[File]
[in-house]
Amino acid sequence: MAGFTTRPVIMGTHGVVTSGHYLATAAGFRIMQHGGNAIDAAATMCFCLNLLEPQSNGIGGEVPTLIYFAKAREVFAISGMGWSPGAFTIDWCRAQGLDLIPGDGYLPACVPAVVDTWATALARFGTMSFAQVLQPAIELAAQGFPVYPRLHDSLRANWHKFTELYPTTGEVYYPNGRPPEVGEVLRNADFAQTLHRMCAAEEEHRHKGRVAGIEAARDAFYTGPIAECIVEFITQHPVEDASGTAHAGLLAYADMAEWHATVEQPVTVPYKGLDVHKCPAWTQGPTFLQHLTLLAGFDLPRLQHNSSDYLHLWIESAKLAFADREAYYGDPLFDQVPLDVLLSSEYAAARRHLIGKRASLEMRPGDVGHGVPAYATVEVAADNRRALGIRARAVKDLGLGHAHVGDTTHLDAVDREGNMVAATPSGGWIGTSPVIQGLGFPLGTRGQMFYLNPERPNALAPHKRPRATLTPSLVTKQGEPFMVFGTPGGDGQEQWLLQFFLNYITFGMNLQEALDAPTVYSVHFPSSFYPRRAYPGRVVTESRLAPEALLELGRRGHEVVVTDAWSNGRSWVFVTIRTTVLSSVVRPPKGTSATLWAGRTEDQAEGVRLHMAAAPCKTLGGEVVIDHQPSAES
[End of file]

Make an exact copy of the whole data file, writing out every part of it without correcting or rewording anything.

[in-house]
Amino acid sequence: MAGFTTRPVIMGTHGVVTSGHYLATAAGFRIMQHGGNAIDAAATMCFCLNLLEPQSNGIGGEVPTLIYFAKAREVFAISGMGWSPGAFTIDWCRAQGLDLIPGDGYLPACVPAVVDTWATALARFGTMSFAQVLQPAIELAAQGFPVYPRLHDSLRANWHKFTELYPTTGEVYYPNGRPPEVGEVLRNADFAQTLHRMCAAEEEHRHKGRVAGIEAARDAFYTGPIAECIVEFITQHPVEDASGTAHAGLLAYADMAEWHATVEQPVTVPYKGLDVHKCPAWTQGPTFLQHLTLLAGFDLPRLQHNSSDYLHLWIESAKLAFADREAYYGDPLFDQVPLDVLLSSEYAAARRHLIGKRASLEMRPGDVGHGVPAYATVEVAADNRRALGIRARAVKDLGLGHAHVGDTTHLDAVDREGNMVAATPSGGWIGTSPVIQGLGFPLGTRGQMFYLNPERPNALAPHKRPRATLTPSLVTKQGEPFMVFGTPGGDGQEQWLLQFFLNYITFGMNLQEALDAPTVYSVHFPSSFYPRRAYPGRVVTESRLAPEALLELGRRGHEVVVTDAWSNGRSWVFVTIRTTVLSSVVRPPKGTSATLWAGRTEDQAEGVRLHMAAAPCKTLGGEVVIDHQPSAES